Every parent on the face of the earth has received parenting advice from a well meaning loved one or a nosy stranger. There is always someone who has been there and done that. Sometimes that is a blessing and sometimes it makes you want to scream. Today I am sharing the good, the bad and the ugly of parenting advice that I have heard, read or been told directly.
- The absolute best piece of advice I received while pregnant was from a mental health worker. She warned me that every man and their dog would have their two cents to say about your parenting. Often it is easier to just thank them and take from it what you like. It saves on arguments.
- When Mr 6 first started daycare we had to wait 30 minutes at a main bus stop between connecting buses. You soon get to chatting to people who are there regularly. One day I was talking to an older woman about Mr 6 refusing to take panadol. She told me to add a little water to the syringe to help thin out the liquid. It worked a charm and make it easier to go down Mr 6’s throat.
- Be fluid in your expectations. This one is one that I still struggle with but I know that when I take a step back and realise that I am making an issue bigger than it needs to be it takes a lot of the stress out of the situation. No one is a perfect parent, and sometimes we just have to roll with the punches when it comes to our kids.
- When I was in hospital after having Mr 6, one of the nurses told me that it wasn’t really necessary to heat bottles of formula and they could have it at room temperature. It was the best piece of advice, especially when we were out and about. When Mr 6 was 6 weeks old I also spent 12 hours on a train, not having to heat bottles was an absolute blessing.
- I was in a few support groups on Facebook for Mums who formula feed when Mr 6 was a baby and it was a mixed bag of advice. However the worst advice was from women who joined the group simply to tell us how evil we were for poisoning our children with formula. One woman in particular told group members to stop life saving medications because breast was more important. Obviously she missed the whole part about the medication being what was keeping the mother alive.
- Mr 6 had reflux as a baby. Paul and I don’t have the best digestive systems so it was no surprise really. After seeing a pediatrician, he suggested that we start solids early because Mr 6 was drinking so much formula. I tried him on Farex and he wanted no part of that, so I tried veggies instead and he loved it (oh where is that baby now!). Our child health nurse told us that farex was better so we persevered and still Mr 6 wanted no part of it. The advice itself wasn’t bad, it just wasn’t right for us.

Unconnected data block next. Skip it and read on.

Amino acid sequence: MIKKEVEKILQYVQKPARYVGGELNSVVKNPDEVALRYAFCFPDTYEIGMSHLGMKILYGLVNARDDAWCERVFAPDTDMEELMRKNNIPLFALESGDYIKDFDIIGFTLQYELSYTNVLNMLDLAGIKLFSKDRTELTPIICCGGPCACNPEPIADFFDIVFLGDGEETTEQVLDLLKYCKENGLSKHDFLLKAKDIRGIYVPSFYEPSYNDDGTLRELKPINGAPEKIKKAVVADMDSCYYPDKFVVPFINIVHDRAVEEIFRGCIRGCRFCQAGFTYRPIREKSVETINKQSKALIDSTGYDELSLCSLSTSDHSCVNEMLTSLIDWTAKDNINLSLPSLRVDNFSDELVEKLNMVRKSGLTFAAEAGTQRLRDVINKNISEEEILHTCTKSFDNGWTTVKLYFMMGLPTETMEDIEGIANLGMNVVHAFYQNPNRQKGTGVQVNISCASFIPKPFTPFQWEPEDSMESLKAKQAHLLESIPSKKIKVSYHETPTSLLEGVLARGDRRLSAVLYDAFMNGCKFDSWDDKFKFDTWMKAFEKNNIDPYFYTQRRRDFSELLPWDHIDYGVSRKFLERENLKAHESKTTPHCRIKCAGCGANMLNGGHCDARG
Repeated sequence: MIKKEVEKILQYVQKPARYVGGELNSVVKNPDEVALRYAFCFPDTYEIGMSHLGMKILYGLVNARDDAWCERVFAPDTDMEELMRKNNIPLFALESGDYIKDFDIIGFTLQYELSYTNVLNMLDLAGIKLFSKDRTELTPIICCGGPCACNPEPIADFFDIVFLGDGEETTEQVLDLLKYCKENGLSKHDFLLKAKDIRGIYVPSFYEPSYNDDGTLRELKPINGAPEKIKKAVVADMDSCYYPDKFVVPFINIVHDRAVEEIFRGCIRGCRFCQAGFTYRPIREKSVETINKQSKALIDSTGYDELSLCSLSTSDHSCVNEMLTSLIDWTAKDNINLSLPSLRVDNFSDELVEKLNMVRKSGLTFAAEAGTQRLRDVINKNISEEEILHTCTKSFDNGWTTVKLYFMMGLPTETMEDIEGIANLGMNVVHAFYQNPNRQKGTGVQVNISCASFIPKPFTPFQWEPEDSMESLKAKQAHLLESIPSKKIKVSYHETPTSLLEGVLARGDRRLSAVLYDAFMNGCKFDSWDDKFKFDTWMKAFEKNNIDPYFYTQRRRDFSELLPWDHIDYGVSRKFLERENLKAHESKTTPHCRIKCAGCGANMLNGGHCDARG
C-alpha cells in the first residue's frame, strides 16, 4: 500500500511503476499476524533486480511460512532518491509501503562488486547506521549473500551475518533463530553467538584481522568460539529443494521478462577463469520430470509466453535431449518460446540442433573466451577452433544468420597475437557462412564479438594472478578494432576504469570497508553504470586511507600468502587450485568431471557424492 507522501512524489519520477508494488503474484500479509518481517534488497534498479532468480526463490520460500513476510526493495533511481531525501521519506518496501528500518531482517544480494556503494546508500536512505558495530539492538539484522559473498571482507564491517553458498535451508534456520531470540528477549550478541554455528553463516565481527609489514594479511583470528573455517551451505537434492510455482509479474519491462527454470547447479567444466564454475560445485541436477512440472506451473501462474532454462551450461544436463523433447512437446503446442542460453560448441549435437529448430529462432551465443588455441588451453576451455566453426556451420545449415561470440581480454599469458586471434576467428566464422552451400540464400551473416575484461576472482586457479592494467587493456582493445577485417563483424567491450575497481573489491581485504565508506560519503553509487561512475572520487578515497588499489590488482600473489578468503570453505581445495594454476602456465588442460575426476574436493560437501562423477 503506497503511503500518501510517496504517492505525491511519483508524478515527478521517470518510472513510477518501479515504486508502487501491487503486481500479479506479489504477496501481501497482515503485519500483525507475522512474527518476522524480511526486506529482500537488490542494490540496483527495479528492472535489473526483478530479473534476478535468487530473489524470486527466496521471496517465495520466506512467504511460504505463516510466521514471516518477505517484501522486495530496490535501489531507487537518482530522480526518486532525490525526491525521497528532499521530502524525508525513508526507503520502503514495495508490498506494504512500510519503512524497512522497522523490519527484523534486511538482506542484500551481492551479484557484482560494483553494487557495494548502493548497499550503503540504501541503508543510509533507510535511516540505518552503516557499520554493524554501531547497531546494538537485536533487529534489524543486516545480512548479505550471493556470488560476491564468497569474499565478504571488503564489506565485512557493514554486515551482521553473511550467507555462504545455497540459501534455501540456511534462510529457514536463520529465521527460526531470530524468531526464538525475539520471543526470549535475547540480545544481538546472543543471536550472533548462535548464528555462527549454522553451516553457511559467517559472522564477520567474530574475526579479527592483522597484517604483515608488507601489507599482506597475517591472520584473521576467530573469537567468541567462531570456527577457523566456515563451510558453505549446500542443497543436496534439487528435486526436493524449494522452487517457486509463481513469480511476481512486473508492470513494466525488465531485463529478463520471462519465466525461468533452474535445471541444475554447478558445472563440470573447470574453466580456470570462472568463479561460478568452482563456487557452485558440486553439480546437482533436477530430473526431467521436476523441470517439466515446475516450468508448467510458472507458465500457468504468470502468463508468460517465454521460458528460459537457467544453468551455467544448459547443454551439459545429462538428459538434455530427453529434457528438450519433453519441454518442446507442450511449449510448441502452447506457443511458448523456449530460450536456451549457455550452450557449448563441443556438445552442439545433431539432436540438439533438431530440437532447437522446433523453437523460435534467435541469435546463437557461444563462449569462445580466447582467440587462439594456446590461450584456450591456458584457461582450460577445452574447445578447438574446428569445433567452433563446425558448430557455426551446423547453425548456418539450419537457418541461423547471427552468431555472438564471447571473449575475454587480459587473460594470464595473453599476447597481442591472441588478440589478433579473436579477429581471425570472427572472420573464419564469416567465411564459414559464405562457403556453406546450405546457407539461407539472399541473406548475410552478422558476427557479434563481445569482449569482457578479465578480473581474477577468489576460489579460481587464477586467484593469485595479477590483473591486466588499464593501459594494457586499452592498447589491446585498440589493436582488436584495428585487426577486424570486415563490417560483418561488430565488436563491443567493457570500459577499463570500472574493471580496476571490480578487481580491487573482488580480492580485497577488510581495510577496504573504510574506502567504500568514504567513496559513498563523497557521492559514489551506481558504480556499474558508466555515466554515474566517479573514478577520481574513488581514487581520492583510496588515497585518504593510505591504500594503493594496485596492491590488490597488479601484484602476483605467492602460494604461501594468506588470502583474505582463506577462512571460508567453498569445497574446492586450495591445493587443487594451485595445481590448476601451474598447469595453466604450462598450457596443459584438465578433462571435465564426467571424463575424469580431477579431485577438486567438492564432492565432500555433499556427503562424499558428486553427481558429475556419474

- When I was being discharged after having Mr 6, the Dr tried to write me a script for a sedative I had been on previously. He insisted that I need it, despite me telling him it had been stopped almost 12 months before even falling pregnant. Fast forward to two years ago and again I was faced with a Dr who was trying to force sedatives on me, despite my insistence that they would make things worse for my anxiety. I know that there are parents who have to take anti-psychotic medication in order to stay well, but I wasn’t in that position. I just wasn’t sleeping well. Something which thankfully my psychologist backed up when he rang her.
This advice isn’t mine, but is a story someone told me a few years ago. I don’t know whether what the nurse said had any merit but the person she said it to made it hilariously incorrect. This person was changing her baby and sprinkled the freshly cleaned rear with talcum powder. The person next to them in the parent’s room scolded her and said that it could harm the baby. Never having heard this before she asked what harm it did. The person explained that it could cause cervical cancer. Now throughout this exchange the baby was still wriggling around nappy free, waving his penis around for all to see. The person who told me this said that she didn’t know whether to smack the person upside the head for being so stupid or to laugh in their face!
What’s the best or worse parenting advice you’ve received?
Linking up with Jess for IBOT!
LOL, The bad …
I love your first point the best: “Often it is easier to just thank them and take from it what you like. It saves on arguments.” Three cheers for that.
And three cheers for you for remembering all that parenting advice. I honestly can’t remember a thing!
Oh, except for one piece of advice from a nurse about how to help latch a baby on the boob if you’re having trouble feeding. Not sure why that piece of advice stuck and nothing else did.
It’s funny the things we hang on to! I remember my year 11 physics teacher (so nearly 12 years ago) telling us frequently that you should never trust anyone who tells you to trust them. I can’t remember a thing from the class but I remember that lol!
This used to drive me nuts – I now tell new mothers that they may as well face facts that everything they’re doing is wrong and everyone will let them know. If you bought a house no one would say “oh, you did your dough on that dump’ but have a kid and the whole world throws manners and sensitivity out the window. Unsolicitied. Ahhhhhh
Yes! I think that is what does my head in the most. If it was anything else most people would keep their opinions to themselves.